alexa Renal Protection Through CBS/H2S Pathway In Mammalian Hibernation: A Natural Model Of Hypothermic Organ Preservation During Cold Ischemia And Reperfusion
ISSN: 2161-0959

Journal of Nephrology & Therapeutics
Open Access

Like us on:
OMICS International organises 3000+ Global Conferenceseries Events every year across USA, Europe & Asia with support from 1000 more scientific Societies and Publishes 700+ Open Access Journals which contains over 50000 eminent personalities, reputed scientists as editorial board members.

Open Access Journals gaining more Readers and Citations

700 Journals and 15,000,000 Readers Each Journal is getting 25,000+ Readers

This Readership is 10 times more when compared to other Subscription Journals (Source: Google Analytics)

Share This Page

Additional Info

Loading Please wait..

3rd International Conference on Nephrology & Therapeutics
June 26-27, 2014 Valencia Conference Centre, Valencia, Spain

George J Dugbartey, Leo E Deelman and Rob H Henning
ScientificTracks Abstracts: J Nephrol Ther
DOI: 10.4172/2161-0959.S1.013
Background: Hibernation represents the most radical example of hypometabolism among mammalian species and is characterized by repetitive cycles of cooling (torpor) and rewarming, which resembles several clinically relevant conditions such as deep hypothermia, organ storage for transplantation, major surgery and ischemia-reperfusion. Therefore mechanisms applied by hibernators to undergo hibernation without reperfusion injury or other ill effects may have potential application to human medicine. Recently, we have shown that cultured hamster cells are protected from cooling induced apoptotic cell death by an increased production of endogenous H2S through upregulation of cystathionine-β-synthase (CBS). This study aimed at investigating the role of CBS enzyme and H2S in the induction of torpor and kidney preservation during hibernation. Method: Male Syrian golden hamsters ( Mesocricetus auratus ) were housed in cages in a climate controlled chamber at 5?C under dim red light to induce torpor. Movement of all animals was continuously monitored with passive infrared detectors. Osmotic mini-pumps filled with saline or CBS inhibitor aminooxyacetic acid (AOAA; 100 mg/kg/day) were implanted i.p. during torpor following a bolus injection of AOAA (70 mg/kg) under 2.5% isoflurane anesthesia. At 4 days following implantation of pumps, hamsters which re-entered torpor were aroused by handling for 4 hours and euthanized under pentobarbital anesthesia. Blood samples were taken and kidney of the hamsters was obtained. Summer euthermic hamsters served as controls. Results: Torpid hamsters were aroused during pump implantation. In contrast to saline infusions, infusion of AOAA prevented hamsters from re-entry into torpor. Infusion of AOAA also induced excess renal damage as indicated by high expression of kidney injury marker as well as changes in renal morphology. In contrast, renal morphology was well preserved during hibernation in the saline and non-hibernating summer control groups. Conclusion: Our data show that CBS/H2S pathway is essential in entrance into torpor and preservation of kidney morphology and function during hibernation. These findings might be relevant for a number of clinical conditions such as therapeutic hypothermia or organ preservation for transplantation medicine.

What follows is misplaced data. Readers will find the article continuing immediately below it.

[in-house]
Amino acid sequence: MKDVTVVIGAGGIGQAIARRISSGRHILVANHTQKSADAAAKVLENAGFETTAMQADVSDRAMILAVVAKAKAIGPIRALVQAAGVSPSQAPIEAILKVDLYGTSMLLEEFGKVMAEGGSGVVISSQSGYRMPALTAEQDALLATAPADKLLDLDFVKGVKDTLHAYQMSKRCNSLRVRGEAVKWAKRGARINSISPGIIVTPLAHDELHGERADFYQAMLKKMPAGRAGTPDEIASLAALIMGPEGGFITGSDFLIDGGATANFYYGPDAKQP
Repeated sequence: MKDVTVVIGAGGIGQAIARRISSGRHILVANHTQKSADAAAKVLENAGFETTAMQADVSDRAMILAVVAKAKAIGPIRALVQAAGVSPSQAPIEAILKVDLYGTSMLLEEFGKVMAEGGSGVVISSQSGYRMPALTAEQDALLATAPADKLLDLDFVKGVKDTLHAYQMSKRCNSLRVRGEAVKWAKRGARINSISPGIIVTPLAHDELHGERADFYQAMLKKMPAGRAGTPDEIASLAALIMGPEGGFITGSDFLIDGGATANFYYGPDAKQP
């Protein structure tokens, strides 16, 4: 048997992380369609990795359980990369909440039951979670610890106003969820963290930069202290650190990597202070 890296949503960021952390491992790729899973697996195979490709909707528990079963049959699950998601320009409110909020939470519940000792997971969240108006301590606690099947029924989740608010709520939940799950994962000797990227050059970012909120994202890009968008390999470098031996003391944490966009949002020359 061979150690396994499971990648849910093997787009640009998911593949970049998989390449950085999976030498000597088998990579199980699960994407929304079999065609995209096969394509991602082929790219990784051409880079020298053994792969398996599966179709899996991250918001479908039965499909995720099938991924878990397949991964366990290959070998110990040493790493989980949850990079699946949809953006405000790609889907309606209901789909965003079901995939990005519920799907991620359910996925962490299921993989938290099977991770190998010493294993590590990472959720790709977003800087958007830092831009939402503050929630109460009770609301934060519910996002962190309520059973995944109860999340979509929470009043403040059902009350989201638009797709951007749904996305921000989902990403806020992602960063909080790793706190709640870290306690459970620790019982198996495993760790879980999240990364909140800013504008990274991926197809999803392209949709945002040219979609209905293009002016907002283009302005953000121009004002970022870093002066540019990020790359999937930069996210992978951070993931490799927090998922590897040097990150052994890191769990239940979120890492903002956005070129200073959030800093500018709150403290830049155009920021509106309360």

George J Dugbartey is pursuing his PhD at University Medical Center Groningen, Netherlands and will finish in December 2014 after which he intends to do a Postdoctoral research in renal transplantation. He has just submitted four research papers to reputed journals and awaiting reviewers? feedback, and currently writing two review papers
image PDF   |   image HTML

Relevant Topics

Peer Reviewed Journals
Make the best use of Scientific Research and information from our 700 + peer reviewed, Open Access Journals
International Conferences 2017-18
Meet Inspiring Speakers and Experts at our 3000+ Global Annual Meetings

Contact Us

© 2008-2017 OMICS International - Open Access Publisher. Best viewed in Mozilla Firefox | Google Chrome | Above IE 7.0 version